The dip of external quantum efficiency (EQE) is observed on In0.15Ga0.85N/GaN multiple quantum well (MQW) solar cells upon the increase of incident optical power density. With indium composition increased to 25%, the EQE dip becomes much less noticeable. The composition dependence of EQE dip is ascribed to the competition between radiative recombination and photocurrent generation in the active region, which are dictated by quantum-confined Stark effect (QCSE) and composition fluctuation in the MQWs.
© 2014 Optical Society of America
The wide span of III-nitrides’ band gap (Eg), covering nearly the entire solar spectrum, has made the compound a promising material candidate for the next-generation photovoltaic devices . The potential of nitride solar cells not only roots in the ideal values of Eg, but also the very high absorption coefficients (> 104 cm−1) in light of the compound’s direct Eg [2,3]. In addition to these merits, nitride semiconductors exhibit many other favorable photovoltaic properties. For instance, their strong interatomic bonds and high thermal conductivities make the alloys suitable for high temperature operation , which is highly desired by concentrator solar cells. Moreover, the electrical and optical properties of InxGa1-xN exhibit very low sensitivity to high-energy proton irradiation, as compared with other well-developed solar materials (such as Si, GaAs and GaInP) . The superior radiation resistance makes InxGa1-xN attractive for the applications in space photovoltaics.
In the design of device structure for nitride solar cells, MQWs are among the most adopted for the active region [6–14]. The popularity of MQW structure comes from two important considerations: i) the critical thickness of InxGa1-xN on GaN is less than 100 nm for x > 0.1 , but high indium contents are usually inevitable for a cell to absorb long-wavelength (λ > 450 nm) light. To avoid the trade-off between crystal quality and solar absorption, the MQW containing InGaN layers thinner than 10 nm is regarded as a feasible method for the active region. ii) Since the energy levels in a MQW structure is quantized, the absorption energy of the active region, being determinant to short-circuit current (Jsc), can be engineered not only by Eg of the wells, but also by the well widths. This extra manipulating dimension is further expanded by the notion that the open-circuit voltage (Voc) of a MQW solar cell can be independently optimized by Eg (or the width) of the barriers, without changing the parameters of the wells . Such decoupled control over Jsc and Voc is not possible for conventional single-junction cells.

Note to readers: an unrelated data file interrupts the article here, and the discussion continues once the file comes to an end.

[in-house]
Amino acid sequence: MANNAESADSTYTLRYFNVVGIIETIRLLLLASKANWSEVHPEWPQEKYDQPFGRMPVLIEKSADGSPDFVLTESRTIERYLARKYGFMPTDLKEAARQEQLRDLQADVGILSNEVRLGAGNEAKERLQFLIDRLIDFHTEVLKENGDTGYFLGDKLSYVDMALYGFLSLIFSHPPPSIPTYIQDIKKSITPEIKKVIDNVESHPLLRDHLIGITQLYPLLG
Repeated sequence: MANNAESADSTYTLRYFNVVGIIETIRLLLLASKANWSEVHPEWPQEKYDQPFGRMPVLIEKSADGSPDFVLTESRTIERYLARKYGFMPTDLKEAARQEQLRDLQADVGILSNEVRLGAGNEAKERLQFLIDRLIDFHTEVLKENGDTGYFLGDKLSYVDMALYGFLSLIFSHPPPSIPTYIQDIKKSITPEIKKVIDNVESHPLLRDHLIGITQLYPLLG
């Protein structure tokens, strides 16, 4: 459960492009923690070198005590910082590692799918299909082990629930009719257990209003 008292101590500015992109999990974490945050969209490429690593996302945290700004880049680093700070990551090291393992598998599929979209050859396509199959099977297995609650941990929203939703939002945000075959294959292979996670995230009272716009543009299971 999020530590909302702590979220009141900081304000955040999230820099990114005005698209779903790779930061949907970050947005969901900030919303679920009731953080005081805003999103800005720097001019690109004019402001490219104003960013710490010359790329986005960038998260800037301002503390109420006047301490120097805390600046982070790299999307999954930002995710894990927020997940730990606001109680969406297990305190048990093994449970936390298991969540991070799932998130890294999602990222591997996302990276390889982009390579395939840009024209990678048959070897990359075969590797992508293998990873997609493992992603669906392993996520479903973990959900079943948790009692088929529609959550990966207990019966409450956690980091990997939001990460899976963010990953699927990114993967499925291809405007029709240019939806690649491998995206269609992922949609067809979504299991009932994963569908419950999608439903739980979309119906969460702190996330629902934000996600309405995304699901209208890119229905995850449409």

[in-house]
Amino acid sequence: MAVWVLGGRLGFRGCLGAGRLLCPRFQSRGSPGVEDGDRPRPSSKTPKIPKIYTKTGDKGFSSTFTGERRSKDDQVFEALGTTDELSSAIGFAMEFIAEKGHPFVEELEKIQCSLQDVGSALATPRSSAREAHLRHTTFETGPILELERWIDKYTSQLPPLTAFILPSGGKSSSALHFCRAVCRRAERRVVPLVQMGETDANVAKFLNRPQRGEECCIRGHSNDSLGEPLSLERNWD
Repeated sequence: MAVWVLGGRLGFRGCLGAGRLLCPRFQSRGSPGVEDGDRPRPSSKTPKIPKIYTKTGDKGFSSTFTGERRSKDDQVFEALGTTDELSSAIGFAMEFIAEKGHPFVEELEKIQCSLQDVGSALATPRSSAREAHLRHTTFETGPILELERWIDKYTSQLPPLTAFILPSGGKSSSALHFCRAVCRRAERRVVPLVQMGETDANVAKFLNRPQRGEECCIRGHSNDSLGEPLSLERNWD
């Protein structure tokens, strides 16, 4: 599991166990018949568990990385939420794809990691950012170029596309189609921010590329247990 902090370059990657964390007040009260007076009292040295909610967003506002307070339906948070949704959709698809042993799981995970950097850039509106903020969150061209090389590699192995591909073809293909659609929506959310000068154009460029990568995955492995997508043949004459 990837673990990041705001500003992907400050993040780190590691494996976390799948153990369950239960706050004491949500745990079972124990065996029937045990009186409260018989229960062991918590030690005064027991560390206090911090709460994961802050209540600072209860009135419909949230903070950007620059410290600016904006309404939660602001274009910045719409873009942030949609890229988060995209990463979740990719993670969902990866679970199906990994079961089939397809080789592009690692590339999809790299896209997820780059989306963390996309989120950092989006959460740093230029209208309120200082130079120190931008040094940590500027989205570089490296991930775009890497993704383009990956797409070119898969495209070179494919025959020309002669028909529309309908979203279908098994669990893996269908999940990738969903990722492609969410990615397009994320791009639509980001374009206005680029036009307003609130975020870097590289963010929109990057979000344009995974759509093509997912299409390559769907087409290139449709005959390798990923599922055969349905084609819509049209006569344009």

However, it cannot be over emphasized that the high radiative recombination efficiencies in a MQW structure could counter affect the generation of photocurrents. In a MQW solar cell, although the alternate wells and barriers offer additional freedoms in tuning Jsc and Voc, the potential barriers of the MQW prevent electrons and holes from escaping the active region and thus lower the carrier collection efficiency. As a result, the loss of photocarriers through recombination, either radiative or nonradiative, is a vital factor in energy conversion efficiency, and should be taken into account when optimizing the device structure. The recombination dynamics is even more complicated in InGaN-based MQWs considering QCSE and indium segregation [17,18], both of which are the characteristics peculiar to InGaN thin layers because of the polarization-induced internal fields and the low miscibility of InN in GaN [19,20]. Yet, the correlation between carrier recombination and photocurrent generation in InGaN-based MQW solar cells is not well clarified to date.
In this letter, we report a direct observation of efficiency dip exhibited by InGaN/GaN MQW solar cells upon the increase of incident optical power densities. The efficiency dip is revealed by the MQW structure emitting blue light. However, for the MQW with green emission (by increasing indium contents), the dip effect is almost unnoticeable. The discrepancy is attributed to the different carrier dynamics in the well regions, dictated by QCSE and indium segregation. Detailed mechanisms responsible for the observed results will be explained.
The MQW solar cells were grown by metalorganic chemical vapor deposition on c-plane sapphire substrates. Indium compositions of 15% and 25% were employed in the active regions. Both types of the MQWs are sandwiched by a 2.5-μm n-type (Si: 2 × 1018 cm−3) GaN layer and a 0.2-μm p-type (Mg: 5 × 1017 cm−3) GaN layer. The repeat of intentionally undoped InxGa1−xN/GaN MQWs are 12 for x = 0.15 and 9 for x = 0.25 in consideration of lattice strain. In device fabrication, indium tin oxide (ITO) was deposited by electron beam evaporation on p-GaN to form transparent ohmic contacts. 1 × 1 mm2 diode mesas were then defined by chlorine-based plasma etching. Ti/Al/Ni/Au metal grids were deposited on the ITO and n-GaN to serve as the electrodes.